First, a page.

Bohemisms, also called Czechisms, are English words that were derived from the Czech lands.
Some words and expressions ascribed to the Kingdom of Bohemia have debatable origins. It has been suggested that the word “pram” comes from the Czech prám, a flatbottomed boat, while other sources say the word for a baby carriage is a shortened form of perambulator, or one who walks.
The word “absurdistan” originally appeared in a German political magazine in the 1970s but would go on to be popularized throughout the Eastern Bloc and eventually the world by Czech dissident author and later president, Václav Havel.
Possibly the most explosive word derived from the Czech language is the word for general-purpose plastic explosives containing RDX and PETN, or Semtex, invented in the 1950s by Czech chemists. Today it’s also the name of a popular energy drink.
Here’s a list of English words, some well known, while others may come as a bit of a surprise, borrowed from Bohemia:
Robot. This sci-fi staple first in Karel Čapek’s 1920 play Rossum’s Universal Robots. The play deals with automatons made of biological material that are put to work in factories, thus saving costs for the factory owners. The word “robot” comes from “robota”, an old Czech word meaning “forced labor”. Karel named his brother Josef as the one who coined the term. The idea – and the word – soon spread worldwide.
Pistol. Surprisingly enough, the word used to describe many a gun in the Old West also comes from the Czech language. The word “pištala” (which originally meant “tube” or “pipe”) made its way through German to French, where it became “pistole”. From there, it was only a short modification to the English word we know today.
Howitzer. When famed military leader Jan Žižka went into battle, his men used not only píšťaly (this is how the word eventually came to the English language), but houfnice. These short-barreled cannon fired small stones at close range. The word “houf” has a variety of meanings, including “troop” and “band”. This word, as with “píšťala”, was adopted by the Germans, then the Dutch, from whence it came to English.
Nebbish. Yes, it’s Yiddish. However, the word has Czech roots. Used in American English for more than a century, the word is often used to describe the kind of character Woody Allen often plays in his movies. Originally, it meant someone who was poor or unfortunate (“nebohý”).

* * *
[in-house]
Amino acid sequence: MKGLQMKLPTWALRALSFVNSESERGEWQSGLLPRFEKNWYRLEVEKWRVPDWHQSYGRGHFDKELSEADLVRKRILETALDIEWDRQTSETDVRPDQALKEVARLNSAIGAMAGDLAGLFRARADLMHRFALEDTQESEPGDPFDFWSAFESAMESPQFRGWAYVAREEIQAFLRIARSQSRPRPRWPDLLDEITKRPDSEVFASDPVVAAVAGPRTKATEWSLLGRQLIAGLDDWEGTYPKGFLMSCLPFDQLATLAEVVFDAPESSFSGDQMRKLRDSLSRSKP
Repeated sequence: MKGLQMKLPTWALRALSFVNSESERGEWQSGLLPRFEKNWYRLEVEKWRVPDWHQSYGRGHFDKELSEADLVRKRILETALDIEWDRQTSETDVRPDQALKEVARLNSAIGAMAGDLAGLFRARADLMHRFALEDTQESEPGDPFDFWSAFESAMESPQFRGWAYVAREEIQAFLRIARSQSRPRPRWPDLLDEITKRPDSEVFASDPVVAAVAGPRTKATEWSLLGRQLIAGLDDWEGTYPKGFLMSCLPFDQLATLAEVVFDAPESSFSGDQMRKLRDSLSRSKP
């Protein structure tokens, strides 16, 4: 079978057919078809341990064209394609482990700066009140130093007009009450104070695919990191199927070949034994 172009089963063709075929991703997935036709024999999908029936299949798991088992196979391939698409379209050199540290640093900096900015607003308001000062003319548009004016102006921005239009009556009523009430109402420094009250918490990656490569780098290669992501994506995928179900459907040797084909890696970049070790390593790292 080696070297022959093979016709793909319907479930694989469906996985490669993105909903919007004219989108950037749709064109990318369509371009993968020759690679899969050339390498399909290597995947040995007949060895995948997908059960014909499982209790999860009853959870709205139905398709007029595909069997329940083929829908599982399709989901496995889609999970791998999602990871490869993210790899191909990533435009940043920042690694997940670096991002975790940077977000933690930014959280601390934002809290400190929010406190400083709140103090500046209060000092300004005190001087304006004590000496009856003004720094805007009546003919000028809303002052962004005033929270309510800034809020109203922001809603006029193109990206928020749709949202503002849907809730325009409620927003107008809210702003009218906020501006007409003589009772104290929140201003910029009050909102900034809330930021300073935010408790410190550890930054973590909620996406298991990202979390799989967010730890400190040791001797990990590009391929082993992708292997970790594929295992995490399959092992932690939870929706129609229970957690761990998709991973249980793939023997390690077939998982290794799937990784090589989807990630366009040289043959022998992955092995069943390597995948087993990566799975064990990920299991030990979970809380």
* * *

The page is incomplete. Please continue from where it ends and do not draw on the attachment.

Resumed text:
Calash. In English, a calash can be a carriage with a folding top, the hood for that particular carriage, or a type of hat worn by 18th-century women, which folded similarly to the carriage hood. It can be trace through French and German to the Czech word “koleska”, which in turn comes from “kolo”, which means “wheel”.
Kolache. While these sweet pastries aren’t widely known in English-speaking countries, some areas of the United States (especially those with a large Czech population) offer them in a wide variety of flavors. The Czech word is, of course, “koláč”, which (like “calash” above) comes from “kolo”.
Polka. This one is a little confusing. “Polka” in English refers to a dance, as well as the music to which the dance is performed. In Czech, a Polish woman or girl is a polka. According to some sources, this is where the word comes from. However, another possibility is that “polka” derives from “půlka” (“half”), a reference to the half-steps used in polka dancing.
Tolar. Czech name for a silver coin minted in the Kingdom of Bohemia in the 16th century in Jáchymov (German Joachimsthal), the main currency of Bohemia from 1520-1750. The modern word dollar came from the Spanish dollar, due to their similarity in size and weight to the German Thalers first minted from a silver mine in 1520 in Joachimsthal.
What did we forget? Are there other words or idioms that are borrowed from the Czech lands? Tell us in the comments.